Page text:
Psychological warfare begins to play an imporant role; propaganda emphasizes that UN is fighting war of liberation for Russian people; leaflet raids and broadcasts warn Russian people to evacuate area scheduled for attack.

Moscow A-bombed midnight, July 22nd, by flying B-36s in retaliation for Red A-bomb terror raid on Washington. Planes flying from U.S. bases destroy center of Moscow. Area of damage: 20 square miles.

Suicide task force lands behind U.S.S.R. borders, destroys Soviets’ last remaining A-bomb stockpile in underground chambers of Ural Mountains. Of 10,000 paratroopers and airborne units, 10 percent survive.

UN General Assembly issues momentous war-aims statement known as “Denver Declaration.”

Underground forces in satellite countries receive arms and materials in UN plane-drops; highly trained guerrilla fighters parachute into U.S.S.R. to aid resistance movements and destroy specific targets.

Severest rationing since beginning of war introduced in U.S.

Yugoslav guerrilla fighters begin to tie down large numbers of Red troops.

1954

A captured Soviet general reports disappearance of Stalin, reveals that MVD (secret police) Chief Beria is new Red dictator.

Uprisings take place in U.S.S.R. and satellite nations. UN parachutes Russian emigres into Soviet Union to aid dissident groups.

UN offensive begins on all fronts as West at last gains initiative.

Red Army gradually retreats, then disintegrates under onslaught of UN air and ground forces.

Three Red generals desert to UN forces.

UN armored spearhead captures Warsaw, reaches Pripet Marshes in Poland. Another armored column crosses U.S.S.R. border into Ukraine.

UN forces clear Asiatic Turkey and cross border into Crimea.

Marines, in combined air-sea operation, capture and occupy Vladivostok.

1955

Hostilites cease as U.S.S.R. degenerates into a state of chaos and internal revolt.

UN forces begin occupation duties in satellite nations and Ukraine.

UNITOC – United Nations Temporary Occupation Command – set up in Moscow.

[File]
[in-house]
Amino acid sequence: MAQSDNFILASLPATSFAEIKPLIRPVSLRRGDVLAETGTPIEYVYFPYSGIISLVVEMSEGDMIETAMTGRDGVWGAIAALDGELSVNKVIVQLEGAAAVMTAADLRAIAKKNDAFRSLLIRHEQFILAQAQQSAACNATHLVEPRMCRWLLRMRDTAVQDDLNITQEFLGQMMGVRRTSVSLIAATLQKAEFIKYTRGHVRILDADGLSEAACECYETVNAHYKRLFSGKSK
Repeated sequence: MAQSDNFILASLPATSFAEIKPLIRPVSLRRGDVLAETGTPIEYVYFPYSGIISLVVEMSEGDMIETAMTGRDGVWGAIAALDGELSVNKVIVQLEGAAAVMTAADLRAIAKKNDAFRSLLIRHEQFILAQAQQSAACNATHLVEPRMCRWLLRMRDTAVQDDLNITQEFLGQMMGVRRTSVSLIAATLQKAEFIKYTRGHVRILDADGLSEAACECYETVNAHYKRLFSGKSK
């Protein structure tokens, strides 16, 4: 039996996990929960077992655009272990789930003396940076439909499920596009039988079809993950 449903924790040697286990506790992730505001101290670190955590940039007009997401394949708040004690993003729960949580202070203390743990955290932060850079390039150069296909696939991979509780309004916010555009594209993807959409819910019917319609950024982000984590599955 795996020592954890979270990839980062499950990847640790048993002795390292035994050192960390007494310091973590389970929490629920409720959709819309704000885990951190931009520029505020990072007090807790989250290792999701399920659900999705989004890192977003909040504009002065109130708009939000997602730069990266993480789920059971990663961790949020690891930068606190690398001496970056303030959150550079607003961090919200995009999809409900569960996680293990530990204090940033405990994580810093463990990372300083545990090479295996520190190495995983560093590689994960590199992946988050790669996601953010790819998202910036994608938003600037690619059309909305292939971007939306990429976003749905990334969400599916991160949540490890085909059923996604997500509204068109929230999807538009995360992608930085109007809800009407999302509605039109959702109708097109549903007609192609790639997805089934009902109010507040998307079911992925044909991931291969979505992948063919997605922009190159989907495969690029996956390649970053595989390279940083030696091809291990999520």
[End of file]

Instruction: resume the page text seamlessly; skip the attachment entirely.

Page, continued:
COLLIER’S: Preview of the War We Do Not Want
Collier’s magazine
Preview of the War We Do Not Want
By Various authors including Edward R. Murrow; Philip Wylie and Walter Winchell
October 27, 1951

This need never happen as Love will find a way.

Tanks for the memory … Korean War

This photo was taken on January 4th 1951  by a U.S. Army photographer  as the last tank of the U.N. forces holding Seoul, Korea  evacuated the city by crossing to the south of the Han River. The pontoon bridge shown in the photo was the last one across the Han and was demolished immediately after  the M4 Sherman Tank had cleared off.
Chinese forces entered the Korean War on 25th October 1950 with over 300,000 troops. Allied forces were overwhelmed and the Communists advanced southward towards Seoul capturing it on 4th January 1951, the date of this picture.
The Allies were pushed back to a point 25 miles south of Seoul by the 10th of January. From that low point, the Allies fought back and Seoul was recaptured on 14th March. By July 1951 discussions for a truce were being considered although combat didn’t end for another two years.

The photograph above shows a Soviet-built T-34 tank belonging to the North Koreans. It was taken in October 1950 on a bridge south of Suwon.  It certainly seems to have been somewhat of a bad hair day for this particular tank.